Friday, October 28, 2016

Supreme Court Grants Certiorari in First Amendment Rights of Sex Offenders to Access Social Media

The United States Supreme Court has granted certiorari in Packingham v. North Carolina involving the constitutionality of a state statute, NCGS § 14-202.5, making it a felony for registered sex offenders to access certain commercial social networking sites.

In its opinion the Supreme Court of North Carolina, reversing the court of appeals, concluded that the statute was constitutional on its face and as applied to Packingham, a registered sex offender, who had a Facebook.com page.

The opinion for the majority by Justice Robert Edmunds,  found that the North Carolina statute was content-neutral.  The court reasoned that the "limitations imposed by the statute are not based upon speech contained in or posted on the site," but simply on the character of the site as one that is available for use by minors.  Thus the court applied "intermediate scrutiny" under United States v. O'Brien (1968), with the O'Brien factors. Perhaps most interesting is the court's analysis of the availability of  ample alternatives for expression:

[t]he Web offers numerous alternatives that provide the same or similar services that defendant could access without violating N.C.G.S. § 14-202.5. For example, defendant would not violate N.C.G.S. § 14-202.5 by accessing the Paula Deen Network, a commercial social networking Web site that allows registered users to swap recipes and discuss cooking techniques, because its Terms of Service require users to be at least eighteen years old to maintain a profile. Paula Deen Network Terms of Service, http://www.pauladeen.com/terms-of-service/ (last visited 5 November 2015) (“This website is designed for and targeted to Adults. It is intended solely and exclusively for those at least 18 years of age or older.”). Similarly, users may follow current events on WRAL.com, which requires users to be at least eighteen years old to register with the site and, as a result, is not prohibited. Capitol Broadcasting Company Terms of Use, http://www.capitolbroadcasting.com/terms-of-use/ (last visited 5 November 2015) (“[Y]ou must be at least 18 years old to register and to use the Services.”). A sex offender engaging in an on-line job search is free to use the commercial social networking Web site Glassdoor.com, which prohibits use by individuals under the age of eighteen. Glassdoor Terms of Use, http://www.glassdoor.com/about/terms.htm (last visited 5 November 2015) (“To access or use Glassdoor, you must be 18 years of age or older . . . .”). Finally, sex offenders permissibly may access Shutterfly to share photos, because that site limits its users to those eighteen and older. Shutterfly Terms of Use, http://shutterfly- inc.com/terms.html (last visited 5 November 2015) (“In order to create a member account with any of our Sites and Apps, you must be at least 18 years of age.”).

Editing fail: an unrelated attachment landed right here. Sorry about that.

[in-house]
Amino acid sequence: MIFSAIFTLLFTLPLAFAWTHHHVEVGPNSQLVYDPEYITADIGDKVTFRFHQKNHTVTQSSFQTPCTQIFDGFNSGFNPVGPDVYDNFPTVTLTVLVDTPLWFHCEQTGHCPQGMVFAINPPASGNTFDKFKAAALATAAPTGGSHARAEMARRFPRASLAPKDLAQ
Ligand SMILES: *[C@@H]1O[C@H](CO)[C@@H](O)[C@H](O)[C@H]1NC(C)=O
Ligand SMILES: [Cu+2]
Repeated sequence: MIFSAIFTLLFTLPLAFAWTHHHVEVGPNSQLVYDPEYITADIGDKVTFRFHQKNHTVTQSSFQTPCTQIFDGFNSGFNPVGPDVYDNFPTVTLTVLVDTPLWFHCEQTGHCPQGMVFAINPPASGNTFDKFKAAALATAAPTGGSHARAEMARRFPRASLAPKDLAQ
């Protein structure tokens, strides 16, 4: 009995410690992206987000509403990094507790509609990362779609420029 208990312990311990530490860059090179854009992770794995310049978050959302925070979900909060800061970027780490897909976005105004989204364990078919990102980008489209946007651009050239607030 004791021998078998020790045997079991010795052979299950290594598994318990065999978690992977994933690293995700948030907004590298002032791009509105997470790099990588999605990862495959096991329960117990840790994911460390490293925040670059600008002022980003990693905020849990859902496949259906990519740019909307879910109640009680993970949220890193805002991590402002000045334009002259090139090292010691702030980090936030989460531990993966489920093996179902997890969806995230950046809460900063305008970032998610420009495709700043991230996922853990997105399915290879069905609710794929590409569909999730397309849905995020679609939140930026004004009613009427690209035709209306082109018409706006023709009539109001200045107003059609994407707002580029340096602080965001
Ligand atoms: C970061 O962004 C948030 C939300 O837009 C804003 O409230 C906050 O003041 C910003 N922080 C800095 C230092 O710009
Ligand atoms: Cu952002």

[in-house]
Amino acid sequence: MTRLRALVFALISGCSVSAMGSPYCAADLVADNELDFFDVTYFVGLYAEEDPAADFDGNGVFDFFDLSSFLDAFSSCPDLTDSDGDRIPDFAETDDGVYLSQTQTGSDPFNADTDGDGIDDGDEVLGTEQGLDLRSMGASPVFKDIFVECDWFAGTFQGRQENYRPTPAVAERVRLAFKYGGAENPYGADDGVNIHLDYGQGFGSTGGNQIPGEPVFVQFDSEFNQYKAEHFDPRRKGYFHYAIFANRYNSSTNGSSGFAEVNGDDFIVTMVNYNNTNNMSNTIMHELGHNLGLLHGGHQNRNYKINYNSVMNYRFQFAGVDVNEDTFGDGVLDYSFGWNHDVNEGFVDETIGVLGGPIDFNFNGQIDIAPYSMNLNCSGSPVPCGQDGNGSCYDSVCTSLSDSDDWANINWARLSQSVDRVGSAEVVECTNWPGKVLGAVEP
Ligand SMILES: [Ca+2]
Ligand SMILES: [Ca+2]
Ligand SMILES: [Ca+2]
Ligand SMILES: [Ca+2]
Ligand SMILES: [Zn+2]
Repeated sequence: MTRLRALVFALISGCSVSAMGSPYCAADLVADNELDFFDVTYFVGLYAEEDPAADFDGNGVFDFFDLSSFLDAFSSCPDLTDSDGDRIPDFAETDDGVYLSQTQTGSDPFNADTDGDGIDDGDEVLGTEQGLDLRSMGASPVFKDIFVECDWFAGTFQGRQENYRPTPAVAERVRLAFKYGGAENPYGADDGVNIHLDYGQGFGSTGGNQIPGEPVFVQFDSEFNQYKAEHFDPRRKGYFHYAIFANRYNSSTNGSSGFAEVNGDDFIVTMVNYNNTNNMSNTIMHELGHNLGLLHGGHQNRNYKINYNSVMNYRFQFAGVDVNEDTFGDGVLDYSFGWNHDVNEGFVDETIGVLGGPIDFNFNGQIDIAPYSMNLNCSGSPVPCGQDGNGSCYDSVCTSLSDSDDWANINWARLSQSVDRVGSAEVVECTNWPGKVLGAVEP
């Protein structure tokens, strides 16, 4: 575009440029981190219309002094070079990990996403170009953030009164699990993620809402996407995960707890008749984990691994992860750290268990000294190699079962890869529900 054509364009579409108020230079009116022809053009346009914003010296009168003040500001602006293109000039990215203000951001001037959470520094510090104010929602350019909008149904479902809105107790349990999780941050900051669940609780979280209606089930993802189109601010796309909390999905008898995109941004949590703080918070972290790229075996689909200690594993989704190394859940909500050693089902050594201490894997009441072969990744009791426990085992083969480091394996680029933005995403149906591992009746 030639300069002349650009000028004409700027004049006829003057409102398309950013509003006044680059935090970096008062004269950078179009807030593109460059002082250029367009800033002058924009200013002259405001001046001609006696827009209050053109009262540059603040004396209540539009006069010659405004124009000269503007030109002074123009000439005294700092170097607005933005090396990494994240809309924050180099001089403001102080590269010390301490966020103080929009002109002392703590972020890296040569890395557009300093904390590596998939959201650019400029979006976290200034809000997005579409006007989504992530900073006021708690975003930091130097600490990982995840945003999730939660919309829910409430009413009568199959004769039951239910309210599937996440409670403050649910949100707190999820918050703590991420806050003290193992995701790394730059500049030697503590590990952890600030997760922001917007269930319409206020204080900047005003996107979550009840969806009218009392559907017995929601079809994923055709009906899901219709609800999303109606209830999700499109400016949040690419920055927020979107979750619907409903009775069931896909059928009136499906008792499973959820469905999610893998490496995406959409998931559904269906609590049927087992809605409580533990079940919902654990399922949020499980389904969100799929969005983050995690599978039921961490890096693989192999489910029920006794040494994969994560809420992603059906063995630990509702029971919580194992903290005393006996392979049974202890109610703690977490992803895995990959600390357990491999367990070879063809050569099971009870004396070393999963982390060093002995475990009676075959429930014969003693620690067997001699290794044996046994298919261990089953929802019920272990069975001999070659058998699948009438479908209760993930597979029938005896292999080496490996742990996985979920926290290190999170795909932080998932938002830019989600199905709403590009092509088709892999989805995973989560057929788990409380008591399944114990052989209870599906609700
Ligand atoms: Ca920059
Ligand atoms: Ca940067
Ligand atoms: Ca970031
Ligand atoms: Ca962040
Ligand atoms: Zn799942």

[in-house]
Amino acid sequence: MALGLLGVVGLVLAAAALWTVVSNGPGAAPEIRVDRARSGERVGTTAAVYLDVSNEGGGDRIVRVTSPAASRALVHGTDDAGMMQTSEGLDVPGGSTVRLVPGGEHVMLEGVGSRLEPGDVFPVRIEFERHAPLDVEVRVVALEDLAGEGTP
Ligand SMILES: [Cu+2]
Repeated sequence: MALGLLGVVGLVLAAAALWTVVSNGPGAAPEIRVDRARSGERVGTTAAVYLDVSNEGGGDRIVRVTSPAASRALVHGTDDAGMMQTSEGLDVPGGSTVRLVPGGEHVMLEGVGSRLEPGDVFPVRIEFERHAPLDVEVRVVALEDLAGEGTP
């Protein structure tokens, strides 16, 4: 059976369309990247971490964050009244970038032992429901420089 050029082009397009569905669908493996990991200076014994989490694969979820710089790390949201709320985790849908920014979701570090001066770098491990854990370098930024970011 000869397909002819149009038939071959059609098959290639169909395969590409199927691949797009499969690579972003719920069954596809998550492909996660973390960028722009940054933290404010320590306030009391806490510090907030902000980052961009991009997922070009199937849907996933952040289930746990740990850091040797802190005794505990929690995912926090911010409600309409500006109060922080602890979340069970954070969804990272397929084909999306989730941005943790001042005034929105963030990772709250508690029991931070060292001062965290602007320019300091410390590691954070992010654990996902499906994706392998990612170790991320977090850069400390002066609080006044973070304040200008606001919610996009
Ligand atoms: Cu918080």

On the as-applied challenge, the court similarly rejected Packingham's First Amendment claims, finding that the incidental burden on Packingham's speech was no greater than was essential to the furthering the government's interest in protecting children.  Similarly, the court concluded that the statute was not overbroad and that Packingham could not raise a vagueness challenge given that he was within the purview of the statute.


Facebook_imageThe dissenting opinion, authored by Justice Robin Hudson and joined by Justice Cheri Beasley, contended that O'Brien was not the correct standard because the statute "primarily targets expressive activity usually protected by the First Amendment," and should be more properly considered as content-based under Reed v. Town of Gilbert.  However, Justice Hudson argued that even under O'Brien, the statute burdened substantially more speech than necessary" because it sweeps too broadly in the sex offenders it includes and in the speech (activity) it prohibits, including social networking sites that allow minors (such as newspapers and Amazon). 

Other courts have ruled on the issue of sex offender bans from social media. Recall the Seventh Circuit's opinion finding Indiana's sex offender ban from social media unconstitutional.  And also recall the 2012 decision by a federal district judge finding Louisiana's broad prohibition unconstitutional under the First Amendment.  If one were to make a wager, it would seem that the North Carolina statute would similarly be declared unconstitutional.

[image via -cropped]

 

https://lawprofessors.typepad.com/conlaw/2016/10/supreme-court-grants-certiorari-in-first-amendment-rights-of-sex-offenders-to-access-social-media.html

First Amendment, Sexuality, Speech | Permalink

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